Three hours, seventeen minutes. But if you count how long since the Uber dropped me at the airport, it would be five hours plus. I suppose the other passengers weren’t running away from their homes to avoid a confrontation with their cheating spouse. Okay. Likely cheating spouse. Truth is, the hurried way I packed my bags and left home in the early hours of this morning had little to do with punctuality and everything to do with my unwillingness to ask my wife the question that was uppermost in my mind.
Are you having an affair?
It had taken a lot of willpower to tamp down that question this morning, as Folake stood in her light cotton housecoat, arms akimbo. Her long locks were pulled back from her face, so there was no masking her disapproval as she watched me pack.
‘You’re really doing this?’
‘Yes,’ I grunted and made a show of counting some underpants.
‘And it doesn’t matter that I think it’s a bad idea?’
I placed boxers in my suitcase and responded in what I hoped was a well-crafted, neutral voice. ‘We’ve been through this, Folake.’
‘You’re not a detective, Philip.’ She stressed my name in the way she does when she’s trying, unsuccessfully, to hold on to her patience.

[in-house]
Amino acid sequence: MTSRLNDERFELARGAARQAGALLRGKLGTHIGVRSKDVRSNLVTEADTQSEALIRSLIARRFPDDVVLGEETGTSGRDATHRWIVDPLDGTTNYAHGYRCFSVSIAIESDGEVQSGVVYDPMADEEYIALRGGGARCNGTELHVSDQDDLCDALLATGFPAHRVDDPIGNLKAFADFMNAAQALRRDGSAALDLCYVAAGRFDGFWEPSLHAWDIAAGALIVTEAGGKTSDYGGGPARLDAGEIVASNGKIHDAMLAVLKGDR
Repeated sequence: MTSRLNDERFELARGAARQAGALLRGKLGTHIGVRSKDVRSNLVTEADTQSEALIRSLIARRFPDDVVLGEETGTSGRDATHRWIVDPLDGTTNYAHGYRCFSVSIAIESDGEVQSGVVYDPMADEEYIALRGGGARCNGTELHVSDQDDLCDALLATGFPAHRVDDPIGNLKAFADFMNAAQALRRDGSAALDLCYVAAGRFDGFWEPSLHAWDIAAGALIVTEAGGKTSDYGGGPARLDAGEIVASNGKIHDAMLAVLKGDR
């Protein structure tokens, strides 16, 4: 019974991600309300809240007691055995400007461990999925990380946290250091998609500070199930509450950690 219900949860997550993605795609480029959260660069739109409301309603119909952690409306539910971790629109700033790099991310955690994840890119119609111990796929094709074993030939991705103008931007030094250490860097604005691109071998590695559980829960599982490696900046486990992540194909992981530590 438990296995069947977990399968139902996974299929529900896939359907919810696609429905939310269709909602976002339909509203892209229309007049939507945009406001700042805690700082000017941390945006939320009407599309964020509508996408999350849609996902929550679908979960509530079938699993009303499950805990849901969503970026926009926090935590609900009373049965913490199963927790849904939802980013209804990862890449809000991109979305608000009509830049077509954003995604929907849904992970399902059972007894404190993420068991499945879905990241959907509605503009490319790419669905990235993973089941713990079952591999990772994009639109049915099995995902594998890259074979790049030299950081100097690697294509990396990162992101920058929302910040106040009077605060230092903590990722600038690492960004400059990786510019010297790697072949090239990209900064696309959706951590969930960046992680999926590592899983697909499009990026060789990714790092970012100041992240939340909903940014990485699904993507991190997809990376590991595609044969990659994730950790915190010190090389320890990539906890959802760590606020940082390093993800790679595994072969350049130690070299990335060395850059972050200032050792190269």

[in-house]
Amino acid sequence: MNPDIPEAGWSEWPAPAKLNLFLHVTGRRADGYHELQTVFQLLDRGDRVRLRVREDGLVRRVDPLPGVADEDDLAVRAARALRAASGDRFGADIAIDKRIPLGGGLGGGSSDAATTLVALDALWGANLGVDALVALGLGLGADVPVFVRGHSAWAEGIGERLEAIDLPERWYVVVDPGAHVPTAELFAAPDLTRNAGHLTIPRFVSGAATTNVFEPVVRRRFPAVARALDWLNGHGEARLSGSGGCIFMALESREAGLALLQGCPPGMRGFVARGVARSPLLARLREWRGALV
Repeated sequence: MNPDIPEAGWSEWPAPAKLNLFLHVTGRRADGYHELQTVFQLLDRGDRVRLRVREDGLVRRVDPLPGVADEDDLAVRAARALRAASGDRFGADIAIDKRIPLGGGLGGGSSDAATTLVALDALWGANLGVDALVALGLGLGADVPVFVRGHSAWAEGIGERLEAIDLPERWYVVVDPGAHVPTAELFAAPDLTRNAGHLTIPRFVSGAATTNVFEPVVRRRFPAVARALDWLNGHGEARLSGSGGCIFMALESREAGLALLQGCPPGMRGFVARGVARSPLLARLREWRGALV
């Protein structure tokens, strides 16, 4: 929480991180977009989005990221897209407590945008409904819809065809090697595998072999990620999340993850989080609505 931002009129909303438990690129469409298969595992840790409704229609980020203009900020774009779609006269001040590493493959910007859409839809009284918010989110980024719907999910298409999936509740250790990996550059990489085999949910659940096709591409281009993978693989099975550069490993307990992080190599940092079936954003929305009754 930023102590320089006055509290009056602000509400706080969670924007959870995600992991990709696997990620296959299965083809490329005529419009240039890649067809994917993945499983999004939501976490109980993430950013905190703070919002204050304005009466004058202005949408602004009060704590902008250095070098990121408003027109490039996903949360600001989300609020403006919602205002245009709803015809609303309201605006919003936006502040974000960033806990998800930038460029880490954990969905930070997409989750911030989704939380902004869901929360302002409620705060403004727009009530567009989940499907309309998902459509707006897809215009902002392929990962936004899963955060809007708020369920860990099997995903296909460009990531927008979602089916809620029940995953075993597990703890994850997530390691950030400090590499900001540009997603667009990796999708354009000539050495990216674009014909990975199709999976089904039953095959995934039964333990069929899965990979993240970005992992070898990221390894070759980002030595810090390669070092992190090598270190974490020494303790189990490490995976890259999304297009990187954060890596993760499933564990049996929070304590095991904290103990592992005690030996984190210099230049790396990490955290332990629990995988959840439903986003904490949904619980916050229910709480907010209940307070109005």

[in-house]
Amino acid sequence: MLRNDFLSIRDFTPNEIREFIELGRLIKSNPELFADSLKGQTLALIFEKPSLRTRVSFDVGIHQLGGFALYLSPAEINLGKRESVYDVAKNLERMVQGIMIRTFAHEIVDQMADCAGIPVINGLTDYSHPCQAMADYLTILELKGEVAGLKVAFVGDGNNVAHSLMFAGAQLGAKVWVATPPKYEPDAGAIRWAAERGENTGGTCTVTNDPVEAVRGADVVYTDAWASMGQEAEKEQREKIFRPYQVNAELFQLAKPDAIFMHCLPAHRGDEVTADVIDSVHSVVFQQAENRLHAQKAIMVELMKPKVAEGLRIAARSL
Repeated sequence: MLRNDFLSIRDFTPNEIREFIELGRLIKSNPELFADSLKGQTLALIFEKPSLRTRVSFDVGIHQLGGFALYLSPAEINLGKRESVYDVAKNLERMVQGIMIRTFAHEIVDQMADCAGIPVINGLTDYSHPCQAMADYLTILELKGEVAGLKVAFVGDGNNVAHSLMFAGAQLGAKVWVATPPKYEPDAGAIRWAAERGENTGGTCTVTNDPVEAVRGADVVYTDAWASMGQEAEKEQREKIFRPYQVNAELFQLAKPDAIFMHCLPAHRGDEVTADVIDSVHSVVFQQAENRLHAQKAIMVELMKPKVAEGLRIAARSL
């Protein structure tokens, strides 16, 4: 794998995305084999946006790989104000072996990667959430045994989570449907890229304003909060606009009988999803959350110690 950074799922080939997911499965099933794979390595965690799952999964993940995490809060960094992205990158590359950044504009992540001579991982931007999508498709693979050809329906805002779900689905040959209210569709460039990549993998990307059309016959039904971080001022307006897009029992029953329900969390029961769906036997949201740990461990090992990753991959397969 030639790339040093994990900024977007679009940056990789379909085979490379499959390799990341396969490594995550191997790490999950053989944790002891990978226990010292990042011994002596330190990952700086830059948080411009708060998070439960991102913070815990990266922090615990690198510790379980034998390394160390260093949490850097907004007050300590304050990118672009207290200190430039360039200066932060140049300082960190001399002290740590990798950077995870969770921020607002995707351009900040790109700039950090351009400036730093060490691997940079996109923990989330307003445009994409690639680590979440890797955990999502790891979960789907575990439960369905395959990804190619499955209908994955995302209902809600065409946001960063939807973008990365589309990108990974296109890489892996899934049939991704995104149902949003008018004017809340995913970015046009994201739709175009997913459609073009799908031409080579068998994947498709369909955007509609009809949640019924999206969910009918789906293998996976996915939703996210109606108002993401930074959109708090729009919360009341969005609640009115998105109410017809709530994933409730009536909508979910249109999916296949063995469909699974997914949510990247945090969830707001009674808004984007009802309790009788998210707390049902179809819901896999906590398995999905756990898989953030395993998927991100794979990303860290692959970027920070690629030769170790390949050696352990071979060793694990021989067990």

‘Your faith inspires and motivates,’ I replied ruefully.
‘Don’t play that card! No one has shown more faith in you than me.’
‘You reckon now’s the time to stop?’
‘You can’t go off to some village to solve a case that’s been cold for more than a year and expect me to throw a send-off party.’
I faced her, finally making eye contact.
‘I’m not solving anything. I’m investigating why what happened, happened.’
‘How’s that not solving a case? Surely you can’t understand why something happened without knowing what happened?’
Had I gone into an explanation of my work as an investigative psychologist, I wouldn’t be here waiting on a delayed flight. Despite supporting each other through our respective PhDs, my wife pretends to misunderstand my work when it suits her.
‘Folake, this is an opportunity to put my skills to use in the real world –’
‘A real and dangerous world,’ she cut in sharply.
No doubt travelling to Okriki might be considered dangerous for someone like me, who until eight months ago had spent the better part of his adult life in the States, but it would’ve been nice if my wife had said instead: ‘Go, Sweets. If anyone can find out what led to the mobbing and burning to death of three undergraduates, you’re the one. You’ve got this.’
‘It’s a foolhardy scheme, and you know it! I don’t know what you’re trying to prove.’
‘That I’m more than a two-bit academic without tenure,’ I shot back, restraining myself from shouting.